Navigating the Boomer Migration: A Gentle Shift in Housing Dynamics

Are you familiar with the term "Silver Tsunami" that's been circulating lately? If so, it's important to understand the facts behind it. This term alludes to the notion that a substantial number of baby boomers will simultaneously move or downsize. The concern stems from the potential repercussions of a sudden surge in homes hitting the market, which could significantly impact the housing landscape. The fear is that this influx would intensify competition for smaller homes, disrupting the delicate balance of supply and demand and ultimately affecting home prices.

However, there are a couple of flaws in this line of reasoning. Let's dissect them and alleviate any concerns you may have.

Not All Baby Boomers Plan To Move

For starters, plenty of baby boomers don’t plan on moving at all. A study from the AARP says more than half of adults aged 65 and older want to stay in their homes and not move as they age (see graph below):

While it’s true circumstances may change and some people who don’t plan to move (the red in the chart above) may realize they need to down the road, the vast majority are counting on aging in place.

As for those who stay put, they’ll likely modify their homes as their needs change over time. And when updating their existing home won’t work, some will buy a second home and keep their original one as an investment to fuel generational wealth for their loved ones. As an article from Inman explains:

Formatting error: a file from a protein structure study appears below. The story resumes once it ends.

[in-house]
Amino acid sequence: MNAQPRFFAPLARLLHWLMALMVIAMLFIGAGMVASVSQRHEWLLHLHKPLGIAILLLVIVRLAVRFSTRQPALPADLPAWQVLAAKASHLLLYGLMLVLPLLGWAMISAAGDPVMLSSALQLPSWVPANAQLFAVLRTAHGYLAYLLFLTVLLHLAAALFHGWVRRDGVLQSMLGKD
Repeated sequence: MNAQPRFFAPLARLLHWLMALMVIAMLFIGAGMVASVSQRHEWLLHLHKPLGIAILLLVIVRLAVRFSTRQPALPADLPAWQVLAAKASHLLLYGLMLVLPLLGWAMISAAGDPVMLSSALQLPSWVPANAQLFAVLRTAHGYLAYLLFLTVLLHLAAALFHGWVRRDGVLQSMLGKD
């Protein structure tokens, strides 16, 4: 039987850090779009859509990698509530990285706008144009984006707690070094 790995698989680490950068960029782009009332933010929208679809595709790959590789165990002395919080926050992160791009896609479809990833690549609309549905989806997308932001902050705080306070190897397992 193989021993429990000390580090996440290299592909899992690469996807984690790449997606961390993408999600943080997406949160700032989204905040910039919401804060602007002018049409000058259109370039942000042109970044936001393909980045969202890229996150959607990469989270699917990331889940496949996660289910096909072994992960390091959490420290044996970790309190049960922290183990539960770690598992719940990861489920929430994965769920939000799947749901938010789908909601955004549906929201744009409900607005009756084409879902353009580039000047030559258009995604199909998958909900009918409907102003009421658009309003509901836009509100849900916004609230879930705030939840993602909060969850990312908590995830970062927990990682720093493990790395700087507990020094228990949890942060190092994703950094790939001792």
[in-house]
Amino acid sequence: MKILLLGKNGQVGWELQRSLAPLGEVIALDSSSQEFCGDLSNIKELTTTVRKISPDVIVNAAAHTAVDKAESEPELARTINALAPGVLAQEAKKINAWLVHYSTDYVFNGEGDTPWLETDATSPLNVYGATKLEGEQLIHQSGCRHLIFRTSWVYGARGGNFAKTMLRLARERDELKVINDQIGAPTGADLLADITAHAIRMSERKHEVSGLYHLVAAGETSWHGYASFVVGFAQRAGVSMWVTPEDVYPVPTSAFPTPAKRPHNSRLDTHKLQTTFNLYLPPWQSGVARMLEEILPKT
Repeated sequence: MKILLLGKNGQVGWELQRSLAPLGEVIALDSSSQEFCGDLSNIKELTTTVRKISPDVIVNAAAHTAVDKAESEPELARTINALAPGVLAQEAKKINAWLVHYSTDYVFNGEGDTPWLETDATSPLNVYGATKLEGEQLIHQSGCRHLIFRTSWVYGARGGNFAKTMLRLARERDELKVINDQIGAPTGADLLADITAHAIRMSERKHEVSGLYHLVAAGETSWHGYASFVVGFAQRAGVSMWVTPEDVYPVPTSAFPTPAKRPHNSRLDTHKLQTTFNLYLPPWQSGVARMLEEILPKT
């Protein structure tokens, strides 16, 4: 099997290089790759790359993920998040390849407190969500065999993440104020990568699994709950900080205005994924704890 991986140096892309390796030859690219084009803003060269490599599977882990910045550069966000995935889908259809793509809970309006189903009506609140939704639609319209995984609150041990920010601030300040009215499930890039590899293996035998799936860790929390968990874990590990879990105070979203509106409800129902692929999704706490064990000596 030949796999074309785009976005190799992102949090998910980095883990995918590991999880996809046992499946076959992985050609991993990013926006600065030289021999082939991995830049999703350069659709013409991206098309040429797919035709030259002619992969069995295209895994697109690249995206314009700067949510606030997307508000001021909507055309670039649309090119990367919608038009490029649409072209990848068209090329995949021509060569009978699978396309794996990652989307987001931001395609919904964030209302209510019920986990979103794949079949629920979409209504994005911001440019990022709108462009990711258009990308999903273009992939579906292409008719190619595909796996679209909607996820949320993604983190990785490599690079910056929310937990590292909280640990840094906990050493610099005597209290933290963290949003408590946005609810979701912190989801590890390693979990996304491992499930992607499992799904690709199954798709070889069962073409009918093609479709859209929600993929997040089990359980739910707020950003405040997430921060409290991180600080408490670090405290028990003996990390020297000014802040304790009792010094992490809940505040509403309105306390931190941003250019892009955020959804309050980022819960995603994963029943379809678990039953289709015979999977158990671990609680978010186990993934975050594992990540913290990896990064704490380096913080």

“Many boomers have no desire to retire fully and take up less space . . . Many will modify their current home, and the wealthiest will opt to have multiple homes.”

Even Those Who Do Move Won’t Do It All at Once

While not all baby boomers are looking to sell their homes and move – the ones who do won’t all do it at the same time. Instead, it’ll happen slowly over many years. As Freddie Mac says:

We forecast the ‘tsunami’ will be more like a tide, bringing a gradual exit of 9.2 million Boomers by 2035 . . .”

As Mark Fleming, Chief Economist at First Americansays:

Demographics are never a tsunami. The baby boomer generation is almost two decades of births. That means they’re going to take about two decades to work their way through.”

Bottom Line

If you're stressed about a Silver Tsunami shaking the housing market overnight, don't be. Baby boomers will move slowly over a much longer period of time.

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